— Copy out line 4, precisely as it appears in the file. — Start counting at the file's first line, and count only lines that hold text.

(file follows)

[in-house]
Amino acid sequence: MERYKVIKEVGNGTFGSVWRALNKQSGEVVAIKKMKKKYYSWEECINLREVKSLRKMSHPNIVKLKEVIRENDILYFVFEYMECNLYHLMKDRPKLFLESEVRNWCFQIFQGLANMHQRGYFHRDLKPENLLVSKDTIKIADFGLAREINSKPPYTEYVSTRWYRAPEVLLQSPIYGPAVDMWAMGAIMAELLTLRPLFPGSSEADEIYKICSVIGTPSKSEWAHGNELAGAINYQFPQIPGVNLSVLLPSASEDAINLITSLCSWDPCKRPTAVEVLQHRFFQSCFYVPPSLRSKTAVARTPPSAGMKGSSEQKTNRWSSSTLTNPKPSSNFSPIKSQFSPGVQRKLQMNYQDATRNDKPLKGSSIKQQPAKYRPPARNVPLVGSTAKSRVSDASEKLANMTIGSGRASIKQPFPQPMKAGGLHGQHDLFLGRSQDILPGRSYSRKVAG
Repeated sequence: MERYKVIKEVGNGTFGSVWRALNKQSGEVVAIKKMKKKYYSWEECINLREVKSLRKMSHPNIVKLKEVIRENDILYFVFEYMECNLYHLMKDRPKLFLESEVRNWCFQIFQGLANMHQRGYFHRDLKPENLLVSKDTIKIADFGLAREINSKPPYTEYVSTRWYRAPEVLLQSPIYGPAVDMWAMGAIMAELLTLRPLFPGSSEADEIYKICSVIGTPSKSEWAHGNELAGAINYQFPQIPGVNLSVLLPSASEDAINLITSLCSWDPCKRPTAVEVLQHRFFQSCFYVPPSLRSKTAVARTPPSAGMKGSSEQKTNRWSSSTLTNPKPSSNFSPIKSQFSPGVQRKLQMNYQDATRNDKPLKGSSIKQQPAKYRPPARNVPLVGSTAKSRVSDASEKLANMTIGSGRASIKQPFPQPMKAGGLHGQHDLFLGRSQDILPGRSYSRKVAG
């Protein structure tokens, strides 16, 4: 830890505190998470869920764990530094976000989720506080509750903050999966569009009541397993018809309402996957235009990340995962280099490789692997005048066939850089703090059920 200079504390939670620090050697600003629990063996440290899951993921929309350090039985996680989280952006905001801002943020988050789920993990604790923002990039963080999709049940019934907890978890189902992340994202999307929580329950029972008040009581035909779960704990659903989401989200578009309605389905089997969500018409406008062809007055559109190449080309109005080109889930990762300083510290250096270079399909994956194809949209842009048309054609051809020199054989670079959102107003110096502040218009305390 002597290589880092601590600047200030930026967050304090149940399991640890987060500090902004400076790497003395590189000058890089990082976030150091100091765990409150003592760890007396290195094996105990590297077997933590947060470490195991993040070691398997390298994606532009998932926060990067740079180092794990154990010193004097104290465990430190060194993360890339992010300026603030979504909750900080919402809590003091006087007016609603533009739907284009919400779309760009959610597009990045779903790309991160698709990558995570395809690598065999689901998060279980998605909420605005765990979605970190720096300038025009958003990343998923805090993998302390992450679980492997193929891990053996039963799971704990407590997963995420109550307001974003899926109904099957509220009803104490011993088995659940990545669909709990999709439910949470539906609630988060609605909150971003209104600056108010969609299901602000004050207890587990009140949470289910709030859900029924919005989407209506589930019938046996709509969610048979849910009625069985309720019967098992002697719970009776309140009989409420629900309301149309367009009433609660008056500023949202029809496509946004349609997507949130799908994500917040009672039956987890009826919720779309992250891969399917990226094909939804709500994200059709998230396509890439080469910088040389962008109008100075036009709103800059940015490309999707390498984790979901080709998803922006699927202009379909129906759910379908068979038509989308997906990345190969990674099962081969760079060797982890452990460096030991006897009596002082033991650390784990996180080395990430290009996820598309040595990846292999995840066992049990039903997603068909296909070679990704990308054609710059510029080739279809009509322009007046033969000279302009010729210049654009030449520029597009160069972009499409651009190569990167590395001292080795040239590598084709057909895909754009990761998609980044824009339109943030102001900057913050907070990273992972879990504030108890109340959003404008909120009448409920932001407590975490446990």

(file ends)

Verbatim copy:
């Protein structure tokens, strides 16, 4: 830890505190998470869920764990530094976000989720506080509750903050999966569009009541397993018809309402996957235009990340995962280099490789692997005048066939850089703090059920 200079504390939670620090050697600003629990063996440290899951993921929309350090039985996680989280952006905001801002943020988050789920993990604790923002990039963080999709049940019934907890978890189902992340994202999307929580329950029972008040009581035909779960704990659903989401989200578009309605389905089997969500018409406008062809007055559109190449080309109005080109889930990762300083510290250096270079399909994956194809949209842009048309054609051809020199054989670079959102107003110096502040218009305390 002597290589880092601590600047200030930026967050304090149940399991640890987060500090902004400076790497003395590189000058890089990082976030150091100091765990409150003592760890007396290195094996105990590297077997933590947060470490195991993040070691398997390298994606532009998932926060990067740079180092794990154990010193004097104290465990430190060194993360890339992010300026603030979504909750900080919402809590003091006087007016609603533009739907284009919400779309760009959610597009990045779903790309991160698709990558995570395809690598065999689901998060279980998605909420605005765990979605970190720096300038025009958003990343998923805090993998302390992450679980492997193929891990053996039963799971704990407590997963995420109550307001974003899926109904099957509220009803104490011993088995659940990545669909709990999709439910949470539906609630988060609605909150971003209104600056108010969609299901602000004050207890587990009140949470289910709030859900029924919005989407209506589930019938046996709509969610048979849910009625069985309720019967098992002697719970009776309140009989409420629900309301149309367009009433609660008056500023949202029809496509946004349609997507949130799908994500917040009672039956987890009826919720779309992250891969399917990226094909939804709500994200059709998230396509890439080469910088040389962008109008100075036009709103800059940015490309999707390498984790979901080709998803922006699927202009379909129906759910379908068979038509989308997906990345190969990674099962081969760079060797982890452990460096030991006897009596002082033991650390784990996180080395990430290009996820598309040595990846292999995840066992049990039903997603068909296909070679990704990308054609710059510029080739279809009509322009007046033969000279302009010729210049654009030449520029597009160069972009499409651009190569990167590395001292080795040239590598084709057909895909754009990761998609980044824009339109943030102001900057913050907070990273992972879990504030108890109340959003404008909120009448409920932001407590975490446990």